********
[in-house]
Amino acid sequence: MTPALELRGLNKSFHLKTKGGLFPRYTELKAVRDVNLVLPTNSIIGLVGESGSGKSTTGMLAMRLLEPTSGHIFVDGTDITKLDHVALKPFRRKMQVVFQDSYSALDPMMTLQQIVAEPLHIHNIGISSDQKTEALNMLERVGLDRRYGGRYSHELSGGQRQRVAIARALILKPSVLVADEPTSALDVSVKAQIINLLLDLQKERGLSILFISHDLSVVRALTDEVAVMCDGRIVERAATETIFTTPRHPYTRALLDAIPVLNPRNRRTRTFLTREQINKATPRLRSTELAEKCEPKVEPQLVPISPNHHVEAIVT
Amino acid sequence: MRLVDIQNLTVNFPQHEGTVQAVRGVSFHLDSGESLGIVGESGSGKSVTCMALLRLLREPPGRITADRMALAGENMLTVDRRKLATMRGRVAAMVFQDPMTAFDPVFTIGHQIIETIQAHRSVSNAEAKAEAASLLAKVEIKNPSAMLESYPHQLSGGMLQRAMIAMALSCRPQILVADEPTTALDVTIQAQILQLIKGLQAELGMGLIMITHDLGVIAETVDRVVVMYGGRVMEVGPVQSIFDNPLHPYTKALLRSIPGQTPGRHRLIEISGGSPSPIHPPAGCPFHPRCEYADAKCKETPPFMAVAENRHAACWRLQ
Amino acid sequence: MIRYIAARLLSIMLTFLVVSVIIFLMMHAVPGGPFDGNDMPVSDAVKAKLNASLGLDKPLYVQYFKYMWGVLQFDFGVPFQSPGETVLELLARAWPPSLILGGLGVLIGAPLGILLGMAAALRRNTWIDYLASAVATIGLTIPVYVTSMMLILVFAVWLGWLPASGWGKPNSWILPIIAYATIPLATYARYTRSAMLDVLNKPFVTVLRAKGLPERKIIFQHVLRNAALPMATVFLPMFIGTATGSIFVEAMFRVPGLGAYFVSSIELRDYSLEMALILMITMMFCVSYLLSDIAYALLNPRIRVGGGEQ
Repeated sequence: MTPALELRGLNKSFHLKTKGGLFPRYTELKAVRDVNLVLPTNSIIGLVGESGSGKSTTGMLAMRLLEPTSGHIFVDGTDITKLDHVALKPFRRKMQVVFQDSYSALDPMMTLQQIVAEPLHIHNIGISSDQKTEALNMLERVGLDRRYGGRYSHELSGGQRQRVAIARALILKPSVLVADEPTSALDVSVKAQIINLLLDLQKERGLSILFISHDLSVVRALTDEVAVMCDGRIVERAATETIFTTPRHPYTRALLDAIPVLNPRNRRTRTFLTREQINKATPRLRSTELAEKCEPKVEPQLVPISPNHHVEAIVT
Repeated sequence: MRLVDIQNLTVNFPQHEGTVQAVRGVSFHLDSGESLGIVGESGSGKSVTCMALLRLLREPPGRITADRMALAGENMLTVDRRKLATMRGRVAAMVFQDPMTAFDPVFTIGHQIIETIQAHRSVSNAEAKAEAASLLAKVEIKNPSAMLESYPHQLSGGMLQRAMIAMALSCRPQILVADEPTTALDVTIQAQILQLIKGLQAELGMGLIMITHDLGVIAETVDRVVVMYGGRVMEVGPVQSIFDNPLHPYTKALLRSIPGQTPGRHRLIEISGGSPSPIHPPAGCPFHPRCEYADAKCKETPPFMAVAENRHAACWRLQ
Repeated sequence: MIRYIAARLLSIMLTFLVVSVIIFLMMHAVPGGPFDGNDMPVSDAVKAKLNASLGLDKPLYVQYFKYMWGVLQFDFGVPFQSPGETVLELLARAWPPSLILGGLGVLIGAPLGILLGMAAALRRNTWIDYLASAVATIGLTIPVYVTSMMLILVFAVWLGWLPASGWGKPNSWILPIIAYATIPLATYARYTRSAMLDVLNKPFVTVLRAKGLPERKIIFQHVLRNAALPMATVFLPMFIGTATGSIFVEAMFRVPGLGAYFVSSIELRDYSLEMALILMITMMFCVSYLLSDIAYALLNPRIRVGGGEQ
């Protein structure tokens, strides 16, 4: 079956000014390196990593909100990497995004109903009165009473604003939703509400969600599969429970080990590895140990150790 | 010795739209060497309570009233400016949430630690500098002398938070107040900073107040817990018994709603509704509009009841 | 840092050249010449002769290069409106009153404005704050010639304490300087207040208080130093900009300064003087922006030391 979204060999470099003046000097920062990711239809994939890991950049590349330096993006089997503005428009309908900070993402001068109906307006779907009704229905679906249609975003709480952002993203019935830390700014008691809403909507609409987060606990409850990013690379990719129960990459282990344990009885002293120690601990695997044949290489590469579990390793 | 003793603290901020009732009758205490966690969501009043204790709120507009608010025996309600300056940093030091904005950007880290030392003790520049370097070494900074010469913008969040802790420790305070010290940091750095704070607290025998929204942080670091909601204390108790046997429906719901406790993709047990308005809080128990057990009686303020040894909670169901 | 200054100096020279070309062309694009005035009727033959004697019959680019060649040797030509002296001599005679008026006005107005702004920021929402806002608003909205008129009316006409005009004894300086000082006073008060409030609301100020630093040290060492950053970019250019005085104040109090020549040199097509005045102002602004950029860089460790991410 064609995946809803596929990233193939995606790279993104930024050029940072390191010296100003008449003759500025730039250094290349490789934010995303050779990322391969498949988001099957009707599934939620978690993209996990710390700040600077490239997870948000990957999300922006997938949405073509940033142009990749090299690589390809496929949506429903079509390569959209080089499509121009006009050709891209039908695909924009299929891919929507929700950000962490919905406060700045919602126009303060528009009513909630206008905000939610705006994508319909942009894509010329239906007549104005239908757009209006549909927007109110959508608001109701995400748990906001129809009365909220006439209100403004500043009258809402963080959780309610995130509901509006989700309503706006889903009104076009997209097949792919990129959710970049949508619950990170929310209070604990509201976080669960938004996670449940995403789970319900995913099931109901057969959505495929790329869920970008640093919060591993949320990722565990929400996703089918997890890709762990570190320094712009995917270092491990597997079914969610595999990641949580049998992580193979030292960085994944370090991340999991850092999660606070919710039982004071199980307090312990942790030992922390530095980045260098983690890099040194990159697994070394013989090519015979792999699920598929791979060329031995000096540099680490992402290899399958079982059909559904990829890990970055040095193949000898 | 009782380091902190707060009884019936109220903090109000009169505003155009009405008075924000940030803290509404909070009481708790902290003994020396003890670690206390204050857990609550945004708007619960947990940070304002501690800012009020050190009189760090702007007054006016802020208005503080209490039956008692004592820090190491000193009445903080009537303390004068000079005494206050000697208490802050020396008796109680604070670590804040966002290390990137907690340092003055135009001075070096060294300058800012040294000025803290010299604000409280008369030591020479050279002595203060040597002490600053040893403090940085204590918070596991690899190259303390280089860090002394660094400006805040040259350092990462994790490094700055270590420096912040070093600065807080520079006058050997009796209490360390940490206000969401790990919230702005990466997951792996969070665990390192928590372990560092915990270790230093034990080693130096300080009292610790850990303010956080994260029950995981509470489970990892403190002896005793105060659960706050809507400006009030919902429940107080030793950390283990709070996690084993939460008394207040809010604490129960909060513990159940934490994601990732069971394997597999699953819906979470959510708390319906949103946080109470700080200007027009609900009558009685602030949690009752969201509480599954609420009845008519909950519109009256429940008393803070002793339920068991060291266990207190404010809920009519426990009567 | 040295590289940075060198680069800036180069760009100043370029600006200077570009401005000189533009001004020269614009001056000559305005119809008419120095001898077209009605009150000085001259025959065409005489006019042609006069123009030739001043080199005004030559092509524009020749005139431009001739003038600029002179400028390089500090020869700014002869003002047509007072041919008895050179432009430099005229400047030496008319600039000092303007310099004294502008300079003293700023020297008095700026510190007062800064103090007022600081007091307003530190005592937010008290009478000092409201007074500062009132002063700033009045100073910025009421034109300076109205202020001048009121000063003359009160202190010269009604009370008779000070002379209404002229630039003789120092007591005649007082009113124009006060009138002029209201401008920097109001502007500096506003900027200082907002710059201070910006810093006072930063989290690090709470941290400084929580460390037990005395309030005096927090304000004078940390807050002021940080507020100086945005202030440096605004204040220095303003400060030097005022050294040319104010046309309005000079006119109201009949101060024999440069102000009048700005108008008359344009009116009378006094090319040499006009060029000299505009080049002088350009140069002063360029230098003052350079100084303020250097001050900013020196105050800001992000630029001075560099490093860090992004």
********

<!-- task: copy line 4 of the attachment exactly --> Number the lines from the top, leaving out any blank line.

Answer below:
Amino acid sequence: MIRYIAARLLSIMLTFLVVSVIIFLMMHAVPGGPFDGNDMPVSDAVKAKLNASLGLDKPLYVQYFKYMWGVLQFDFGVPFQSPGETVLELLARAWPPSLILGGLGVLIGAPLGILLGMAAALRRNTWIDYLASAVATIGLTIPVYVTSMMLILVFAVWLGWLPASGWGKPNSWILPIIAYATIPLATYARYTRSAMLDVLNKPFVTVLRAKGLPERKIIFQHVLRNAALPMATVFLPMFIGTATGSIFVEAMFRVPGLGAYFVSSIELRDYSLEMALILMITMMFCVSYLLSDIAYALLNPRIRVGGGEQ